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Subject: Ranking COIN games by complexity rss

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Tomas Riha
Sweden
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Hi can anyone help me out pleae.

I would find a ranking of the COIN games based complexity very helpful.

Also including the upcomming titles to help me decide which ones to get.

Thanks
Tomas
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From bottom to top:

CL->AA---->AdP----------------->FitL--->LoD
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Jason Moore
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Liberty or Death is more complex than Fire in the Lake?

Uh oh. I may need more than the rest of this week off. And some anti-migraine pills.
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Volko Ruhnke
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I did one (with detailed explanation) in the most recent issue of C3i, Nr29.
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PC SJWGeek
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My five cents on the subject.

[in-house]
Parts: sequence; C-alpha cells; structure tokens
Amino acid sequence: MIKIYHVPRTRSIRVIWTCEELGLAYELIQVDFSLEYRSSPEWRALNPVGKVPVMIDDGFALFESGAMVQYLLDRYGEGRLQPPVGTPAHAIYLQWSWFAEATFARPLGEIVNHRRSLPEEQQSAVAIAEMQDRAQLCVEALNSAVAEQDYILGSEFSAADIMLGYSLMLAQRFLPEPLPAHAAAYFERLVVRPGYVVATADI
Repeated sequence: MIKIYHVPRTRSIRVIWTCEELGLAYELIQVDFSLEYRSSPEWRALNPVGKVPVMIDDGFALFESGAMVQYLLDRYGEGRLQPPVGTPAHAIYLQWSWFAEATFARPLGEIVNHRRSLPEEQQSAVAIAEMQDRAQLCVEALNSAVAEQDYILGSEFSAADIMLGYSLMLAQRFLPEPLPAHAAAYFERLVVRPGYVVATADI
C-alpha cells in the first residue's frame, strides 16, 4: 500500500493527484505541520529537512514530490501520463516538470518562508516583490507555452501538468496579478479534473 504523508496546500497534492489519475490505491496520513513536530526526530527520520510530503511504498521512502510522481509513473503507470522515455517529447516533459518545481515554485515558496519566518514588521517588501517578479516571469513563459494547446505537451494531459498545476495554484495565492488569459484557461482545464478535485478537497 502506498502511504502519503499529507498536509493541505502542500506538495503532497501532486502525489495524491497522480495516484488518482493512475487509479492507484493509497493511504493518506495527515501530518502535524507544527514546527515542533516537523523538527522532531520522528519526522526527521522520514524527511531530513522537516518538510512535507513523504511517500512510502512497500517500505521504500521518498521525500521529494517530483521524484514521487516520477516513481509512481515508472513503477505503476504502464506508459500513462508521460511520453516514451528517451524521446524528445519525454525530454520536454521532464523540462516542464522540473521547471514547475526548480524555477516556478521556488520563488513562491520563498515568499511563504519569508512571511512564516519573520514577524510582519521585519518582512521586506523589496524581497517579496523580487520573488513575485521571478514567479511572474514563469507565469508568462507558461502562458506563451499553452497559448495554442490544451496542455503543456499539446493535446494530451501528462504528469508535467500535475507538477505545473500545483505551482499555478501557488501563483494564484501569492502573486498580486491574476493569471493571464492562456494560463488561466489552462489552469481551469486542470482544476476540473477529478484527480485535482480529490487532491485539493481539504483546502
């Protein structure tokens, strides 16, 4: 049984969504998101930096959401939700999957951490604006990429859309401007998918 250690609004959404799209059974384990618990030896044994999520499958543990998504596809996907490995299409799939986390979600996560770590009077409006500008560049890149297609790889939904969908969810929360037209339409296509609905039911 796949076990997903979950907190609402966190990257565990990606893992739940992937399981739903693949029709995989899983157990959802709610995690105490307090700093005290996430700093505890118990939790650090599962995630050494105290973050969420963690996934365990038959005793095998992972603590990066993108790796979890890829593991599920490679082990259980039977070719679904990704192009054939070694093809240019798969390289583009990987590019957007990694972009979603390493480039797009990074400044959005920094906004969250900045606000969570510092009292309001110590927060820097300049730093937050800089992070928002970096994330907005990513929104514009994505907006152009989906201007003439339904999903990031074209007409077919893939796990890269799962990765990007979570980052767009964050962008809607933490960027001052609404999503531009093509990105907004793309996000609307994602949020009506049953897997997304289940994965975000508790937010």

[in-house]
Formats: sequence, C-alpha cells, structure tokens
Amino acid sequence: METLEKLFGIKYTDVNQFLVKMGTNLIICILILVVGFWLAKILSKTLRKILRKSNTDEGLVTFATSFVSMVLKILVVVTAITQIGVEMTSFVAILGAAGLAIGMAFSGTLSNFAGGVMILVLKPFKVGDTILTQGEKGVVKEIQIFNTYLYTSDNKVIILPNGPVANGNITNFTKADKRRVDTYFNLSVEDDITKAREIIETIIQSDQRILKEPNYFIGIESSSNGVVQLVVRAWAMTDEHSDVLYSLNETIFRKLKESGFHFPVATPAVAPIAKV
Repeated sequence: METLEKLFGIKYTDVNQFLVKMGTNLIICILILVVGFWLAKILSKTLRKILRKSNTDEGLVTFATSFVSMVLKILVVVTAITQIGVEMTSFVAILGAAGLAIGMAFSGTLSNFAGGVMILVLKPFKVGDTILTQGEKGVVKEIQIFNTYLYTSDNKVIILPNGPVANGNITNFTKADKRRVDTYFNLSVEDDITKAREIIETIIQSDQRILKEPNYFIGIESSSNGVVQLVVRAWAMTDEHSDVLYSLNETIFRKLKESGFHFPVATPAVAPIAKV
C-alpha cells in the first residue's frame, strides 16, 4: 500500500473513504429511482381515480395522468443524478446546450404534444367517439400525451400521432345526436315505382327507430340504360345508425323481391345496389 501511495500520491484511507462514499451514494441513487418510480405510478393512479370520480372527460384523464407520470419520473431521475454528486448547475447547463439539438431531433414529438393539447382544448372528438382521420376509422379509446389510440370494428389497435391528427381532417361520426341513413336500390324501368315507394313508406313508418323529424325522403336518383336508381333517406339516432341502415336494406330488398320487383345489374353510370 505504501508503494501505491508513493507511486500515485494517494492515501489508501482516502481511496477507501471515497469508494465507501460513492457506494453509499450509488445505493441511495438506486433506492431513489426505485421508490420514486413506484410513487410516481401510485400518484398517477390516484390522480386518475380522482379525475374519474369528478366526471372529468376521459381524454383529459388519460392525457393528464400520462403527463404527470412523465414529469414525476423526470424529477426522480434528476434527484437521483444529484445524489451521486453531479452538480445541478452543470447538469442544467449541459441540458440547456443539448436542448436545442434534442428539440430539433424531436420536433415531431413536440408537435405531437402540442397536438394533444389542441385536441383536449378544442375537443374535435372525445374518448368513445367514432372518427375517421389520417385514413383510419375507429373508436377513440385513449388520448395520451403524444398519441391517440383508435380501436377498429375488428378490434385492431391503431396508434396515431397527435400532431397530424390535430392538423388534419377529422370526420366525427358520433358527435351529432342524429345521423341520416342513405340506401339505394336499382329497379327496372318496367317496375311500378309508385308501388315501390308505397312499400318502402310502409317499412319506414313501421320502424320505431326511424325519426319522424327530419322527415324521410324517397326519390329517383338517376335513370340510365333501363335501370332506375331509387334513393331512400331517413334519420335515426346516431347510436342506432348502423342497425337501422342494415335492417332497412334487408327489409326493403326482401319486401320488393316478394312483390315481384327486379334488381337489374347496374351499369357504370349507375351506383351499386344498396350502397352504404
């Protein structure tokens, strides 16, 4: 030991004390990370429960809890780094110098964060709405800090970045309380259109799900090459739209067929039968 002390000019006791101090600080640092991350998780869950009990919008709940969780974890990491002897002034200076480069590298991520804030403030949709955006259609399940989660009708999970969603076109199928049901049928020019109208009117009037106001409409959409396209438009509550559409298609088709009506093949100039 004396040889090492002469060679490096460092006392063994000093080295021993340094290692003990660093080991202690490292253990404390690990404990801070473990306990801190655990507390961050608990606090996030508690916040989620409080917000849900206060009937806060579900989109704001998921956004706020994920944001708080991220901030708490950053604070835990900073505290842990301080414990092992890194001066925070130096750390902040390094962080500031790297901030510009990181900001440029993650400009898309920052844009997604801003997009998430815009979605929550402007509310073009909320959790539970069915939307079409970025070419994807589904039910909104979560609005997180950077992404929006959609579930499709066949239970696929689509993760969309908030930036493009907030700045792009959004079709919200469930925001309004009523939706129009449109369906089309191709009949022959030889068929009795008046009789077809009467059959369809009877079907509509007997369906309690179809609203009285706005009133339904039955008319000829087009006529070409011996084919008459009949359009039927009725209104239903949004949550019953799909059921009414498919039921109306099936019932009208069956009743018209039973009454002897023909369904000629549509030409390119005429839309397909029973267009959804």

All of them share the same basic rules and when it comes to learning the system, I don't think their complexity really varies that much. Each of them has some unique twists, of course, but the basic engine works the same way in each of them.

When talking about complexity in the various COIN titles, we can identify those twists, but ranking them by complexity is another matter and subject to opinion. The COIN titles below are not ordered by complexity.

Cuba Libre has the smallest map. LoC's are replaced by Economic Centers, making all the (few) spaces easy to distinguish. The events are usually very straightforward. I can see why many players feel it's the least complex COIN title.

Andean Abyss has the most intuitive factions and faction interactions, IMHO, so it's a bit faster to determine what you should be trying to do in order to accomplish a certain goal.

A Distant Plain is a brain burner, mainly because the relationships between the various factions are so uneasy. Calling another faction your ally doesn't necessarily mean much, not for long. Useful temporary deals can be made with your worst enemy in order to gain an advantage against another. Bring a few towels to wipe the sweat and tears away.